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The corpse was blessed by the attended priest, then cleansed and attired in the most fashionable clothes owed and occasionally along with some high value accessories. In the city of Modica, the dead was usually attired in white clothes and socks but with no shoes on and that was because it was believed that it was forbidden to appear before the Lord with shoes on.

It was mandatory for relatives or a close friend of the dead to mend the clothes which were put him on as it was intended for a cleanse of his sins. The needle used to mend the clothes was usually left aside the corpse of kept as a relic and in the late 19th century normally pinned to the dead son clothes to avoid him to join the army.

In some areas of Sicily, the dead woman was usually attired in her wedding dress, the so called “sàvanu”, cherished for many years for both memory and funeral clothes. In the city of Noto but also in the city of San Fratello the “sàvanu“ was a white bed sheet instead usually used to envelope the corpse before it was laid down in the coffin. In Catania’s surroundings many people used to put on makeup on dead women’s face for beautify reasons. As this habit was so widespread in 1668 the Catholic Church declared it was the only one to perform this ritual and thus banning folks from doing it on their own.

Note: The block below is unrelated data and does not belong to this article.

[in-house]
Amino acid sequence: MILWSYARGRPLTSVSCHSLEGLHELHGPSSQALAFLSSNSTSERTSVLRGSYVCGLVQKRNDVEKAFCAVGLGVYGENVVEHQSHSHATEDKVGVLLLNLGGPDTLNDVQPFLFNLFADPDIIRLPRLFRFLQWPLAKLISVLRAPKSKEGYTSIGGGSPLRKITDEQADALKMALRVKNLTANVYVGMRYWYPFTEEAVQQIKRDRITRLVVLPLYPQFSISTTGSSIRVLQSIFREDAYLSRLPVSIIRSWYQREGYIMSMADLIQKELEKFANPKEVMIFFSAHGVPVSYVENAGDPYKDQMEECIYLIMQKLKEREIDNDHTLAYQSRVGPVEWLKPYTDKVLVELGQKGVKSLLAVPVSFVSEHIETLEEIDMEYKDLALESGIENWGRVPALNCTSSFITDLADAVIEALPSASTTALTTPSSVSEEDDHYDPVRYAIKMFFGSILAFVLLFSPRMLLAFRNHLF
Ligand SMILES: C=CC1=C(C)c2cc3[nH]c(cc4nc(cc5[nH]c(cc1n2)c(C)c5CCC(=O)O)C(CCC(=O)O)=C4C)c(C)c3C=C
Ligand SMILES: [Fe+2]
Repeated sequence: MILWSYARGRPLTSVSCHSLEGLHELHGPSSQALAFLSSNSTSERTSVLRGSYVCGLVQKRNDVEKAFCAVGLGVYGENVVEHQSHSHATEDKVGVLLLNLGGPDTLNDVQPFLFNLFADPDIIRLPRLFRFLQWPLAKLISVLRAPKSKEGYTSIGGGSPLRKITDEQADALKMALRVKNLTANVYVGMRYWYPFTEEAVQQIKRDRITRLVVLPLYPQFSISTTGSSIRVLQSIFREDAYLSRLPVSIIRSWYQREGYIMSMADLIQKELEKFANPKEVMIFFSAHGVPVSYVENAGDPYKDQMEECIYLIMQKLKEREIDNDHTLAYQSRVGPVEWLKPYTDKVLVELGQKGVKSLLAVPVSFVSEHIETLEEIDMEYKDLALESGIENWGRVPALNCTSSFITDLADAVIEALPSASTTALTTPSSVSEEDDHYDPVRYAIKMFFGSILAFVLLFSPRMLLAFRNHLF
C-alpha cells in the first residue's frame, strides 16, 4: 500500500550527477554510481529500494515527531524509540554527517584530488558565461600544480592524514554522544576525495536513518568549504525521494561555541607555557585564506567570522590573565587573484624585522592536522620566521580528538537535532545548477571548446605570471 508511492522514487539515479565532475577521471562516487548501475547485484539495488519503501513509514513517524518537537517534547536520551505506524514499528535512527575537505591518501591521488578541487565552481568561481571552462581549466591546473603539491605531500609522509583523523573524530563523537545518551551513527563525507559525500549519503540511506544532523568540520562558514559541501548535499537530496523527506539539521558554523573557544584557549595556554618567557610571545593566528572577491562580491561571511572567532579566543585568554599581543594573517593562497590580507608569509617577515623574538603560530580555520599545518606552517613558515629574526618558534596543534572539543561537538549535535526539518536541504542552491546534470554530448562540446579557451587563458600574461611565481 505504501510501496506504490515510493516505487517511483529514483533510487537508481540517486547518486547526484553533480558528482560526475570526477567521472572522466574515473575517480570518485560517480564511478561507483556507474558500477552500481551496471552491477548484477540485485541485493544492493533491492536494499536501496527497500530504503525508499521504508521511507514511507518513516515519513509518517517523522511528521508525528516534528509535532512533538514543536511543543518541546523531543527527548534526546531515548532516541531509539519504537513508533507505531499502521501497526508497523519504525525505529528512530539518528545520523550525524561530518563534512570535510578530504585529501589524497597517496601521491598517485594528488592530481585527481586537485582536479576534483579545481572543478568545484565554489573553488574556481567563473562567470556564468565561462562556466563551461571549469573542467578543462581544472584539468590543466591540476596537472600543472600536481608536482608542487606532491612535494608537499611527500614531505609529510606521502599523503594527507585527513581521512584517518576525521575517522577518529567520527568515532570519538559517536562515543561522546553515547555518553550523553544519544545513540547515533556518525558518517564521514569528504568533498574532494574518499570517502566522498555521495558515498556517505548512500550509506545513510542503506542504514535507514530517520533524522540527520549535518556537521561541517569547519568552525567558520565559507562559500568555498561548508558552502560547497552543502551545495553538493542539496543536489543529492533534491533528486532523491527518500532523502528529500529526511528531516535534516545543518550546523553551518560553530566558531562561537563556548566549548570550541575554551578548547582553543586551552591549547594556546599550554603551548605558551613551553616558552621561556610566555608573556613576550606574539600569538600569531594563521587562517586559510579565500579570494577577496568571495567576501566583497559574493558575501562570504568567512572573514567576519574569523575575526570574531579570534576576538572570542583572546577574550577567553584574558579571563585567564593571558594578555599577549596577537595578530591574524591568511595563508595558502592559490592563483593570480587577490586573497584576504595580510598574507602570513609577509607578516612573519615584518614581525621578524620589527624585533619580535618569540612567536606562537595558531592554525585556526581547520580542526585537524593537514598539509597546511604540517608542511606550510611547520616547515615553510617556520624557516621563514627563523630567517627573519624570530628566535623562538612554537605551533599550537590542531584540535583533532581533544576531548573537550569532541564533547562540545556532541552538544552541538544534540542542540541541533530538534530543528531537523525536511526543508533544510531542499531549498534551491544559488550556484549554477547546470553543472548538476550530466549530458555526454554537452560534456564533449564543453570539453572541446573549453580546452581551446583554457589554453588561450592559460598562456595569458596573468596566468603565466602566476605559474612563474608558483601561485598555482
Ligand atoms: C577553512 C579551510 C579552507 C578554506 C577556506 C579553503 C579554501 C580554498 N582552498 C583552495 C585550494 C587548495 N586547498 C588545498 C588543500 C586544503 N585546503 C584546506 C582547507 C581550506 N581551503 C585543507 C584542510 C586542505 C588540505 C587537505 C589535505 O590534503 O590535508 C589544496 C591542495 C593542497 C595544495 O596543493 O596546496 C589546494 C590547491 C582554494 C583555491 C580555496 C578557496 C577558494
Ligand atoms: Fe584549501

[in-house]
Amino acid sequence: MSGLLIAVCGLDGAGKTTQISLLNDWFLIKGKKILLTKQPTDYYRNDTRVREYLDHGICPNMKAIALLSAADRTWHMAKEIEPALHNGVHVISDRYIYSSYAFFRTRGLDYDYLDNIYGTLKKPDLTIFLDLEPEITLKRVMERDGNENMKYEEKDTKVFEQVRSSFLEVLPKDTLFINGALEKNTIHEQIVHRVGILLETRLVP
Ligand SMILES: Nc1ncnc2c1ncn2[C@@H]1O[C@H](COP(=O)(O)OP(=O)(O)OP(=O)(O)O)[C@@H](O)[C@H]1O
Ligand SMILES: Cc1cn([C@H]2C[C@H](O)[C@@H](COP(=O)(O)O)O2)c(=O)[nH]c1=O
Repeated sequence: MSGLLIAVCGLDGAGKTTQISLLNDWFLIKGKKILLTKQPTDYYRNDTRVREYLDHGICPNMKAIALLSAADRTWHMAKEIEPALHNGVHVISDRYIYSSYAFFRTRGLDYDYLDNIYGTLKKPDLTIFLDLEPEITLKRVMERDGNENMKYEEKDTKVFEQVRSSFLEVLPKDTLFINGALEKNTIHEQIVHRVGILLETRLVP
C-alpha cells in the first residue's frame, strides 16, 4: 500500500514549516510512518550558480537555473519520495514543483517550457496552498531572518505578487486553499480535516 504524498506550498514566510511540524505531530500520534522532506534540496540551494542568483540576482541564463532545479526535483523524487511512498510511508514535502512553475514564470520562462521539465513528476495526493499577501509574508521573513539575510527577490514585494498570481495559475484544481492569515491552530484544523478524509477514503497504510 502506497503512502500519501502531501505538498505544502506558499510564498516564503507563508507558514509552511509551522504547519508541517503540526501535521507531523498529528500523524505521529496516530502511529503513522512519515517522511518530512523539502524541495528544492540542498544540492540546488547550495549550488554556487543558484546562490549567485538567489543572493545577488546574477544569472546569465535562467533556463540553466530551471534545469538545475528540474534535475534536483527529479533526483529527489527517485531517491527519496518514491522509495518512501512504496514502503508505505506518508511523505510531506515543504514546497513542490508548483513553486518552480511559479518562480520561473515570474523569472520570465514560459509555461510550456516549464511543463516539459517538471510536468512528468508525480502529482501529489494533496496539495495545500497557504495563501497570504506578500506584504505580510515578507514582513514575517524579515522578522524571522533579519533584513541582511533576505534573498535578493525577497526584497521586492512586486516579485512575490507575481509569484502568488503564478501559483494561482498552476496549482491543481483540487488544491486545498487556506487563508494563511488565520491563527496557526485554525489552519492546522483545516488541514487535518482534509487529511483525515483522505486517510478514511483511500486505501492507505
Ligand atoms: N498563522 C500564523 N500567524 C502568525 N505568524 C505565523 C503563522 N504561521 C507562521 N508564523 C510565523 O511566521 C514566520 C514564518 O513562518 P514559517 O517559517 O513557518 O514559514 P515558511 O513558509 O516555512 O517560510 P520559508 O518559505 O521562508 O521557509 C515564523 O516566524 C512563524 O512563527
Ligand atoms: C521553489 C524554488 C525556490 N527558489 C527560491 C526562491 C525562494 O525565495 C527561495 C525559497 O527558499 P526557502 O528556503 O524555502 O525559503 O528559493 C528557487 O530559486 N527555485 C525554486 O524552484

• old sicilian picture

It was believed to be pretty much clear what the dead fate was just looking at his face. If the face expression was calm the heaven was granted, if it was troubled the soul was doomed. It was generally not so much important to shut the dead eyes, but the mouth must have eventually been filled with cotton wool which by the way used to make his look more terrifying. It was said that whether the corpse had eyes opened brides used to cling on to its testicles or put hot bricks on it just to make sure the man was truly dead.

The corpse was disposed with legs facing the door, as it was ready to leave on his own. Three wax candles were put around the bed and this habit generated some superstitions:

Cannila ‘n terra, malacùriu - Candle on the ground, bad omen!

And when it comes to candles three of them are never lighted in a room together as it meant it was the time to “last will and testament”.

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